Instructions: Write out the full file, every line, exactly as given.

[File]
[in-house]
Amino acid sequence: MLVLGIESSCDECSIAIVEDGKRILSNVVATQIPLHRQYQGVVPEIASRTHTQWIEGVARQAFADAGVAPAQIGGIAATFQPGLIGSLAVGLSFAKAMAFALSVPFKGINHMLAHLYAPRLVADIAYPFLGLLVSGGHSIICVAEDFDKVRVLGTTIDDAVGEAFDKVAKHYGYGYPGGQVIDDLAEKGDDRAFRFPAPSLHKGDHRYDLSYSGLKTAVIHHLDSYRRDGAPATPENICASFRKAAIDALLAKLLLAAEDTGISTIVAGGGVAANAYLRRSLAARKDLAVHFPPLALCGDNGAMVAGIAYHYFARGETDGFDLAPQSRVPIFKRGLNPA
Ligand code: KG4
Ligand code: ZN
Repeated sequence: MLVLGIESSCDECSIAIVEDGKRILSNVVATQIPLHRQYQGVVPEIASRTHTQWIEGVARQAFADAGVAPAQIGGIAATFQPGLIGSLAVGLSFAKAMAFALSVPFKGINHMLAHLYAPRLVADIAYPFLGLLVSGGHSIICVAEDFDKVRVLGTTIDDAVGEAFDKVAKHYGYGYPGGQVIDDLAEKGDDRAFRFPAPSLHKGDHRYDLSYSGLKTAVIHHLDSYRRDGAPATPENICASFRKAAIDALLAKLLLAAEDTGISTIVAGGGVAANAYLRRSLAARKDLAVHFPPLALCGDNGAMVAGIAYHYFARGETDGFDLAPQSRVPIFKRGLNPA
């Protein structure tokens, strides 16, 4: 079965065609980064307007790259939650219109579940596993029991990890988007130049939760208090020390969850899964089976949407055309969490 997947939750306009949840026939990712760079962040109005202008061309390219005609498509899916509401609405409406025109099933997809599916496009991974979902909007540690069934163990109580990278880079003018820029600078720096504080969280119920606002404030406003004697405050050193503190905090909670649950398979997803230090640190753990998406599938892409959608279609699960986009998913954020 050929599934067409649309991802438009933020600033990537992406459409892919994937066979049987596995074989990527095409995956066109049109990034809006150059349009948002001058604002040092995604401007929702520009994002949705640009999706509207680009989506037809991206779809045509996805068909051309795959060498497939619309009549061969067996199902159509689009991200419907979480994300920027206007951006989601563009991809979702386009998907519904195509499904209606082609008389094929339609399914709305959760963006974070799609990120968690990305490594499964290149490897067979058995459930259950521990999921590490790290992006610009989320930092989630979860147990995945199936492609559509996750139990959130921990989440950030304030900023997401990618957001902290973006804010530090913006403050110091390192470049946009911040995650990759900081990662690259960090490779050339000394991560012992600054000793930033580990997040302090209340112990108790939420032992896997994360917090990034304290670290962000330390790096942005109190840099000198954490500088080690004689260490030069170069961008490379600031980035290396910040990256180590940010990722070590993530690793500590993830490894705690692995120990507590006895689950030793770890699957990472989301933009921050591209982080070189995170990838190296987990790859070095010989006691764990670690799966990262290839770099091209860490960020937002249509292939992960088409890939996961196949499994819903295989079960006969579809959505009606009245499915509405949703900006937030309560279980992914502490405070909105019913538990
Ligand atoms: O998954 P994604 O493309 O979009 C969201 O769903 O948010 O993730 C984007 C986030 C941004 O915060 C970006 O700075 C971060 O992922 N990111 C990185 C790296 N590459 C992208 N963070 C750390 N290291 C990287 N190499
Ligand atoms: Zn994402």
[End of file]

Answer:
[in-house]
Amino acid sequence: MLVLGIESSCDECSIAIVEDGKRILSNVVATQIPLHRQYQGVVPEIASRTHTQWIEGVARQAFADAGVAPAQIGGIAATFQPGLIGSLAVGLSFAKAMAFALSVPFKGINHMLAHLYAPRLVADIAYPFLGLLVSGGHSIICVAEDFDKVRVLGTTIDDAVGEAFDKVAKHYGYGYPGGQVIDDLAEKGDDRAFRFPAPSLHKGDHRYDLSYSGLKTAVIHHLDSYRRDGAPATPENICASFRKAAIDALLAKLLLAAEDTGISTIVAGGGVAANAYLRRSLAARKDLAVHFPPLALCGDNGAMVAGIAYHYFARGETDGFDLAPQSRVPIFKRGLNPA
Ligand code: KG4
Ligand code: ZN
Repeated sequence: MLVLGIESSCDECSIAIVEDGKRILSNVVATQIPLHRQYQGVVPEIASRTHTQWIEGVARQAFADAGVAPAQIGGIAATFQPGLIGSLAVGLSFAKAMAFALSVPFKGINHMLAHLYAPRLVADIAYPFLGLLVSGGHSIICVAEDFDKVRVLGTTIDDAVGEAFDKVAKHYGYGYPGGQVIDDLAEKGDDRAFRFPAPSLHKGDHRYDLSYSGLKTAVIHHLDSYRRDGAPATPENICASFRKAAIDALLAKLLLAAEDTGISTIVAGGGVAANAYLRRSLAARKDLAVHFPPLALCGDNGAMVAGIAYHYFARGETDGFDLAPQSRVPIFKRGLNPA
């Protein structure tokens, strides 16, 4: 079965065609980064307007790259939650219109579940596993029991990890988007130049939760208090020390969850899964089976949407055309969490 997947939750306009949840026939990712760079962040109005202008061309390219005609498509899916509401609405409406025109099933997809599916496009991974979902909007540690069934163990109580990278880079003018820029600078720096504080969280119920606002404030406003004697405050050193503190905090909670649950398979997803230090640190753990998406599938892409959608279609699960986009998913954020 050929599934067409649309991802438009933020600033990537992406459409892919994937066979049987596995074989990527095409995956066109049109990034809006150059349009948002001058604002040092995604401007929702520009994002949705640009999706509207680009989506037809991206779809045509996805068909051309795959060498497939619309009549061969067996199902159509689009991200419907979480994300920027206007951006989601563009991809979702386009998907519904195509499904209606082609008389094929339609399914709305959760963006974070799609990120968690990305490594499964290149490897067979058995459930259950521990999921590490790290992006610009989320930092989630979860147990995945199936492609559509996750139990959130921990989440950030304030900023997401990618957001902290973006804010530090913006403050110091390192470049946009911040995650990759900081990662690259960090490779050339000394991560012992600054000793930033580990997040302090209340112990108790939420032992896997994360917090990034304290670290962000330390790096942005109190840099000198954490500088080690004689260490030069170069961008490379600031980035290396910040990256180590940010990722070590993530690793500590993830490894705690692995120990507590006895689950030793770890699957990472989301933009921050591209982080070189995170990838190296987990790859070095010989006691764990670690799966990262290839770099091209860490960020937002249509292939992960088409890939996961196949499994819903295989079960006969579809959505009606009245499915509405949703900006937030309560279980992914502490405070909105019913538990
Ligand atoms: O998954 P994604 O493309 O979009 C969201 O769903 O948010 O993730 C984007 C986030 C941004 O915060 C970006 O700075 C971060 O992922 N990111 C990185 C790296 N590459 C992208 N963070 C750390 N290291 C990287 N190499
Ligand atoms: Zn994402």